As the Jewish Agency has begun to study the North American aliyah target audience, some interesting findings have merged. When asked about perceptions concerning barriers to a successful aliyah, many of the respondents listed concerns like not making enough money or finding the right job. But, surprisingly, said Taviv, among people who actually lived in Israel in academic or yeshiva settings, many respondents expressed a real concern that they would fail at being Israeli.
“There’s a perception, especially among young people in the midst of their education or just starting out in their careers, that they may be giving up something better – whatever they perceive as the opportunities for them in America. They are essentially asking: Is aliyah worth it? Maybe this speaks toward where people are when they make decisions about aliyah. For example, for young people, there’s a fear that they might make the wrong decision and somehow become failures because of that. Obviously, the decision to make aliyah raises some complex issues as to one’s basic identity,” said Taviv.
“One of the things that we’re writing into our direction is to dispel some of these anxieties. Aliyah is a huge decision, but one that doesn’t necessarily define you as a success or not. If we could reduce this kind of anxiety that may come with such a decision, then we would be able to remove some of the barriers that come with making aliyah.
“We provide a host of pre-aliyah services, especially the ‘Preparing for Change’ seminar,” said Taviv. “Because Hebrew is so important to a successful aliyah, we sponsor ulpan programs that are almost completely subsidized. We assist new immigrants with places where they can live. We are providing tachlis [practical substance].”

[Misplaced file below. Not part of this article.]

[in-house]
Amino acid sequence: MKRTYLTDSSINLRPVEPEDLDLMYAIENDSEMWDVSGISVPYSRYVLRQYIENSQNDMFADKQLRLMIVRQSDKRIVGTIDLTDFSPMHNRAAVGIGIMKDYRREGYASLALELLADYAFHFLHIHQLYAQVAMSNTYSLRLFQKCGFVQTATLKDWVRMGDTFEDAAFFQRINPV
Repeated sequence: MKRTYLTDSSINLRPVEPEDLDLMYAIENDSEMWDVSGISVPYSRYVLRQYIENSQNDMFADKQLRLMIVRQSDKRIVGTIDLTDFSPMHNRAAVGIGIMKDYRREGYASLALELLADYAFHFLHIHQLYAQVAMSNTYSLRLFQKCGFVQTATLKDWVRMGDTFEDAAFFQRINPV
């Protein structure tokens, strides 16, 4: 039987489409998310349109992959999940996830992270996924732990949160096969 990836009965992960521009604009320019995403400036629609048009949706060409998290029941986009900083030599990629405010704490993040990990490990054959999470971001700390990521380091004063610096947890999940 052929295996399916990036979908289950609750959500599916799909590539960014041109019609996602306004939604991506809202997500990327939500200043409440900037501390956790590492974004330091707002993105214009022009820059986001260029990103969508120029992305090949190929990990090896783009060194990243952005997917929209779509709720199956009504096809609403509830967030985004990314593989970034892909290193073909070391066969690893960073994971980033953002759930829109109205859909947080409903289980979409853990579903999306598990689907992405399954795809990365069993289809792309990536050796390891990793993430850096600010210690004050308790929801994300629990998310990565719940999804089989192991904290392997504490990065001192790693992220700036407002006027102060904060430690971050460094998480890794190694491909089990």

Yet, at this stage, the majority of North American Jews still don’t know about JAFI. And, many of the people who know about the Jewish Agency still think of it as the old Sochnut (the pre-state Jewish Agency).
The bottom line for Taviv: North American Jews need to perceive the Aliyah Department of JAFI as relevant so that they will engage with it. In other words, it’s a branding and marketing problem. “How do we get there? I ask these questions myself, and we’ve not even yet launched our new website,” said Taviv.
“We’ve taken the constructive criticisms from our research. Whatever was within our ability to improve, we did. Whatever we saw that perceptions are, that’s what our campaigns will speak to. We’ll be sending out a lot more surveys and engaging, through social media, to find out people’s perceptions of us. We should have this conversation in another six months because we can then look at how people responded to our plan.
“We hope to measure our effectiveness through twice-a-year surveys, particularly perception of the Aliyah Department. We can also measure how many contacts we are generating. It would be wonderful if an increase in aliyah were an outcome. But, I don’t think it’s that simple. People make and don’t make aliyah for a variety of reasons, and we’re not in a position to alter some of those reasons. We have some control over perceptions of aliyah: how easy or difficult the process is. We can make the process more simple or transparent. But, we needed to figure out what to improve before we could make improvements.”